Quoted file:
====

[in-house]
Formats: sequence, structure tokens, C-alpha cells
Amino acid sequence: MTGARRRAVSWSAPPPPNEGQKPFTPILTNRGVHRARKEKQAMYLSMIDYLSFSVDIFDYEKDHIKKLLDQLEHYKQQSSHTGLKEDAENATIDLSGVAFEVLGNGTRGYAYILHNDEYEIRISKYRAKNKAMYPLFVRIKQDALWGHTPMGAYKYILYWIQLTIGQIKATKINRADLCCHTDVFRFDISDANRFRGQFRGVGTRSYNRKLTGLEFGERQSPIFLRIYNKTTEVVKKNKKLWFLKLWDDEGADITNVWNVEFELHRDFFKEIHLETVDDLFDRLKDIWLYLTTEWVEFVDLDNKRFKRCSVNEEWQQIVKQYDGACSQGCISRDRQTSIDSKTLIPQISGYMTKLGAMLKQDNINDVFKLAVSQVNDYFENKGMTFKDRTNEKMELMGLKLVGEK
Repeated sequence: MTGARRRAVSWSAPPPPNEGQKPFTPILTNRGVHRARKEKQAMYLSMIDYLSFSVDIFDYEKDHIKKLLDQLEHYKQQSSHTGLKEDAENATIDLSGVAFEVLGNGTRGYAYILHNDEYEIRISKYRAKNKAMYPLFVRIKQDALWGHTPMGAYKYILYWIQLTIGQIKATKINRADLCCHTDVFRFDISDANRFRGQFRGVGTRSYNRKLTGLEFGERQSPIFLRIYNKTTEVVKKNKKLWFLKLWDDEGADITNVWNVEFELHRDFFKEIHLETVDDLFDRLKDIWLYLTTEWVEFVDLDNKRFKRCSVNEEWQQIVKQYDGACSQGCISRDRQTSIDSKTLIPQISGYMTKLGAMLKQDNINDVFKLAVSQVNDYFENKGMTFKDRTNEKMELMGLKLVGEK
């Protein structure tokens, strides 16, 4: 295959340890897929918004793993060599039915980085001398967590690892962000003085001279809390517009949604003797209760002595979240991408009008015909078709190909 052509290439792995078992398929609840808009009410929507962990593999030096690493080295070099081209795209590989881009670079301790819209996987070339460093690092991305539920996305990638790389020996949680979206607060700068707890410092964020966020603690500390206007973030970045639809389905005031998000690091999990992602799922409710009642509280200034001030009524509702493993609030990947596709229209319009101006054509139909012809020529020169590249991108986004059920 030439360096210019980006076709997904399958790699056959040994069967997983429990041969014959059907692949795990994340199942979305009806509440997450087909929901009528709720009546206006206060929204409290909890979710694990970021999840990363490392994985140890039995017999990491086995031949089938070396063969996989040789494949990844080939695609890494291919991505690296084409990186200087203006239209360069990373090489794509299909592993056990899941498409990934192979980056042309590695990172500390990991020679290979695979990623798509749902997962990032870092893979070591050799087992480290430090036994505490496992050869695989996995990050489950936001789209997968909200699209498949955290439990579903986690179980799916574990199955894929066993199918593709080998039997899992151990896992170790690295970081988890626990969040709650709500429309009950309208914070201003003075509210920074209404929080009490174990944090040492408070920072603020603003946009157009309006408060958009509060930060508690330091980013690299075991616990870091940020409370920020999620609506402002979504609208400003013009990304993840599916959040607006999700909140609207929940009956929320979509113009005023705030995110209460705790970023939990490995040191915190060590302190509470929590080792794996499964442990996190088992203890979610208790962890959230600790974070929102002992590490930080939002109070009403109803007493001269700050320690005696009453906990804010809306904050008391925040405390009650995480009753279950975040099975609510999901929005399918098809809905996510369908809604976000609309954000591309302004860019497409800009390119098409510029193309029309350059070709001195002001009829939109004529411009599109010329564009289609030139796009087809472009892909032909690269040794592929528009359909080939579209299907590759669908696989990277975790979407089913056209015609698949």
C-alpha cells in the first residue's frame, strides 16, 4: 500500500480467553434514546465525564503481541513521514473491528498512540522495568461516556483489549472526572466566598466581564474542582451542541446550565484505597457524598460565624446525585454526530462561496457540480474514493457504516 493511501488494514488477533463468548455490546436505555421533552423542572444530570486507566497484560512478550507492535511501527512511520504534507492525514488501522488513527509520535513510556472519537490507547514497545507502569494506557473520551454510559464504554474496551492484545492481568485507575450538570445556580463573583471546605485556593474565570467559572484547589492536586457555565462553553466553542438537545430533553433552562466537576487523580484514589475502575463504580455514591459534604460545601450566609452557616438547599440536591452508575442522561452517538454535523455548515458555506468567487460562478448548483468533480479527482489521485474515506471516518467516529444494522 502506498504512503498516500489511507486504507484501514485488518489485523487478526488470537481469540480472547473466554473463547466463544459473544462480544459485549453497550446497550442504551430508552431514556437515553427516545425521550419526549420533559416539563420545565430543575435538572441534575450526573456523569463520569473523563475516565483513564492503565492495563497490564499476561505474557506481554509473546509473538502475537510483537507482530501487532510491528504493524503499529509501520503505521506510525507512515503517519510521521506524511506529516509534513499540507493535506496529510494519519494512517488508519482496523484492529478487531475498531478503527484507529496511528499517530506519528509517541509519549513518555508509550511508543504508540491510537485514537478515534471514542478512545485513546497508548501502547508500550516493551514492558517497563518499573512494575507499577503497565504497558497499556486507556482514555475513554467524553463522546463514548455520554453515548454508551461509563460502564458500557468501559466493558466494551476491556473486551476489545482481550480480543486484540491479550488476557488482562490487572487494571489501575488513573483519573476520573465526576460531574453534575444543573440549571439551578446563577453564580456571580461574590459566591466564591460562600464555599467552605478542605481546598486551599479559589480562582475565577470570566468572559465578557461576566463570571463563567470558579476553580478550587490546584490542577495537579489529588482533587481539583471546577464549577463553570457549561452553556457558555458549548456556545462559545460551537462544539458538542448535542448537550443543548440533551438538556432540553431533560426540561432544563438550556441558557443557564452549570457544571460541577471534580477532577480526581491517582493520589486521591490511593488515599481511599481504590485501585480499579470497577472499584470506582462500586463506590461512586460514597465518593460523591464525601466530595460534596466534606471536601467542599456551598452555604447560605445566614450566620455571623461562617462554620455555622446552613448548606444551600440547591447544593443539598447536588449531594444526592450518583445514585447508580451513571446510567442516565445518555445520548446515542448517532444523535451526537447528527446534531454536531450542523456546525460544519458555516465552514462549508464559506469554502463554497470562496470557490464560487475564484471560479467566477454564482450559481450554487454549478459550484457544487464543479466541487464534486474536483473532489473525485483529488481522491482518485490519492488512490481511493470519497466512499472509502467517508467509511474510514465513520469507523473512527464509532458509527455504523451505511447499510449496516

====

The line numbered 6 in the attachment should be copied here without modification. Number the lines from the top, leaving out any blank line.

C-alpha cells in the first residue's frame, strides 16, 4: 500500500480467553434514546465525564503481541513521514473491528498512540522495568461516556483489549472526572466566598466581564474542582451542541446550565484505597457524598460565624446525585454526530462561496457540480474514493457504516 493511501488494514488477533463468548455490546436505555421533552423542572444530570486507566497484560512478550507492535511501527512511520504534507492525514488501522488513527509520535513510556472519537490507547514497545507502569494506557473520551454510559464504554474496551492484545492481568485507575450538570445556580463573583471546605485556593474565570467559572484547589492536586457555565462553553466553542438537545430533553433552562466537576487523580484514589475502575463504580455514591459534604460545601450566609452557616438547599440536591452508575442522561452517538454535523455548515458555506468567487460562478448548483468533480479527482489521485474515506471516518467516529444494522 502506498504512503498516500489511507486504507484501514485488518489485523487478526488470537481469540480472547473466554473463547466463544459473544462480544459485549453497550446497550442504551430508552431514556437515553427516545425521550419526549420533559416539563420545565430543575435538572441534575450526573456523569463520569473523563475516565483513564492503565492495563497490564499476561505474557506481554509473546509473538502475537510483537507482530501487532510491528504493524503499529509501520503505521506510525507512515503517519510521521506524511506529516509534513499540507493535506496529510494519519494512517488508519482496523484492529478487531475498531478503527484507529496511528499517530506519528509517541509519549513518555508509550511508543504508540491510537485514537478515534471514542478512545485513546497508548501502547508500550516493551514492558517497563518499573512494575507499577503497565504497558497499556486507556482514555475513554467524553463522546463514548455520554453515548454508551461509563460502564458500557468501559466493558466494551476491556473486551476489545482481550480480543486484540491479550488476557488482562490487572487494571489501575488513573483519573476520573465526576460531574453534575444543573440549571439551578446563577453564580456571580461574590459566591466564591460562600464555599467552605478542605481546598486551599479559589480562582475565577470570566468572559465578557461576566463570571463563567470558579476553580478550587490546584490542577495537579489529588482533587481539583471546577464549577463553570457549561452553556457558555458549548456556545462559545460551537462544539458538542448535542448537550443543548440533551438538556432540553431533560426540561432544563438550556441558557443557564452549570457544571460541577471534580477532577480526581491517582493520589486521591490511593488515599481511599481504590485501585480499579470497577472499584470506582462500586463506590461512586460514597465518593460523591464525601466530595460534596466534606471536601467542599456551598452555604447560605445566614450566620455571623461562617462554620455555622446552613448548606444551600440547591447544593443539598447536588449531594444526592450518583445514585447508580451513571446510567442516565445518555445520548446515542448517532444523535451526537447528527446534531454536531450542523456546525460544519458555516465552514462549508464559506469554502463554497470562496470557490464560487475564484471560479467566477454564482450559481450554487454549478459550484457544487464543479466541487464534486474536483473532489473525485483529488481522491482518485490519492488512490481511493470519497466512499472509502467517508467509511474510514465513520469507523473512527464509532458509527455504523451505511447499510449496516